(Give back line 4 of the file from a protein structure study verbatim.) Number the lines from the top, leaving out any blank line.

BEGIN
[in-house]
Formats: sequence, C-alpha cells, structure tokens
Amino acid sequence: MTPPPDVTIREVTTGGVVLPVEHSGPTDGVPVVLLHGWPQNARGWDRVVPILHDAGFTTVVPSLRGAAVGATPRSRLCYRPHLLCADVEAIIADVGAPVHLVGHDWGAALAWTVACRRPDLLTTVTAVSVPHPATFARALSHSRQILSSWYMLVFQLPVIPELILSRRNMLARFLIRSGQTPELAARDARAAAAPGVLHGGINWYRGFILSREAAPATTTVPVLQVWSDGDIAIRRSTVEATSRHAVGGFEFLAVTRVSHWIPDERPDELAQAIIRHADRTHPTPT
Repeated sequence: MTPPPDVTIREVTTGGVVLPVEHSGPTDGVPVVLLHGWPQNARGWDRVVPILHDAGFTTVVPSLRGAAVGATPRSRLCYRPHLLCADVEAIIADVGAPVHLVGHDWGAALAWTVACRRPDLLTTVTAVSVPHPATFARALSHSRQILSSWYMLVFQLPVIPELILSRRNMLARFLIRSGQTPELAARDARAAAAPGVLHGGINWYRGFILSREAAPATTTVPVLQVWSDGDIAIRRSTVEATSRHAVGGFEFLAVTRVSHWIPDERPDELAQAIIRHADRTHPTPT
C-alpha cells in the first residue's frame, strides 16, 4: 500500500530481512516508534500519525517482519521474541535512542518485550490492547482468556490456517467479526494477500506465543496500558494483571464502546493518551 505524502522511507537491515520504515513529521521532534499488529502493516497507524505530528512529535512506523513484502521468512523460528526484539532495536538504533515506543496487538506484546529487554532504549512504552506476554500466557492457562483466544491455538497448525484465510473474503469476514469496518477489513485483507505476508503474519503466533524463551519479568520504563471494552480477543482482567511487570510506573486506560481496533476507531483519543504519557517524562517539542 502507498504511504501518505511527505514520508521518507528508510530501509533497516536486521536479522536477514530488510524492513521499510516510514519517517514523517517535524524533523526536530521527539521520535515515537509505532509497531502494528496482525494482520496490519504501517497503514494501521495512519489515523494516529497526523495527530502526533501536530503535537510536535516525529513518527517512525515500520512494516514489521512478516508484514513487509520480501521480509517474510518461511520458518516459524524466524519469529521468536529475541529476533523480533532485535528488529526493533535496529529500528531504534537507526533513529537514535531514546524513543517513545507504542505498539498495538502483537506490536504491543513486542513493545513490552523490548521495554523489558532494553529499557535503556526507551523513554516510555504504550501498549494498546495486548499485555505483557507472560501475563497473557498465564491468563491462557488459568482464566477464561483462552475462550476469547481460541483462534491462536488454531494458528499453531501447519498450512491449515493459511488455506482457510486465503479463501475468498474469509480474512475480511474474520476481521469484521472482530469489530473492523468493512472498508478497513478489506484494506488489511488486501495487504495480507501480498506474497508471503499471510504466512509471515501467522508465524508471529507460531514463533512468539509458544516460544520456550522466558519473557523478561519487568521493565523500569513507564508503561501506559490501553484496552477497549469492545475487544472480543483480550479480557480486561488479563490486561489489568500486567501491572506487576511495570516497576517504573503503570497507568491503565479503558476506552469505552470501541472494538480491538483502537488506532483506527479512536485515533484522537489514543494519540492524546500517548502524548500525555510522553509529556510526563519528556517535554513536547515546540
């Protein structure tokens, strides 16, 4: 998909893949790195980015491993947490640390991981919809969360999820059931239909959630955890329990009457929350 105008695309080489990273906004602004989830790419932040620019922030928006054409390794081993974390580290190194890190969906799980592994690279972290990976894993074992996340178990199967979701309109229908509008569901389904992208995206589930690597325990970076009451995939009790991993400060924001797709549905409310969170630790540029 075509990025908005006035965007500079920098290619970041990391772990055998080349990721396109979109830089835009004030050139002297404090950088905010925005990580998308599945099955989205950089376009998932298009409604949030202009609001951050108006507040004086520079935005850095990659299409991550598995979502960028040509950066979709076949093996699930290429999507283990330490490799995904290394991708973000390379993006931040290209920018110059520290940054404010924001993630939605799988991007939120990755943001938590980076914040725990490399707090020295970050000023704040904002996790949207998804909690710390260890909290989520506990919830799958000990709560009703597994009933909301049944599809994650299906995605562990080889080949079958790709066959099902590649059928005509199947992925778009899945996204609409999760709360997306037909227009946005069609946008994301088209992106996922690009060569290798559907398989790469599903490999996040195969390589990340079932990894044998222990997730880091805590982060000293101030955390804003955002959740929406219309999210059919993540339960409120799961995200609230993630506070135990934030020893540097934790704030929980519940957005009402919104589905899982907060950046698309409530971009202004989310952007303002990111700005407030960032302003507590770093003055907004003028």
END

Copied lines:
Repeated sequence: MTPPPDVTIREVTTGGVVLPVEHSGPTDGVPVVLLHGWPQNARGWDRVVPILHDAGFTTVVPSLRGAAVGATPRSRLCYRPHLLCADVEAIIADVGAPVHLVGHDWGAALAWTVACRRPDLLTTVTAVSVPHPATFARALSHSRQILSSWYMLVFQLPVIPELILSRRNMLARFLIRSGQTPELAARDARAAAAPGVLHGGINWYRGFILSREAAPATTTVPVLQVWSDGDIAIRRSTVEATSRHAVGGFEFLAVTRVSHWIPDERPDELAQAIIRHADRTHPTPT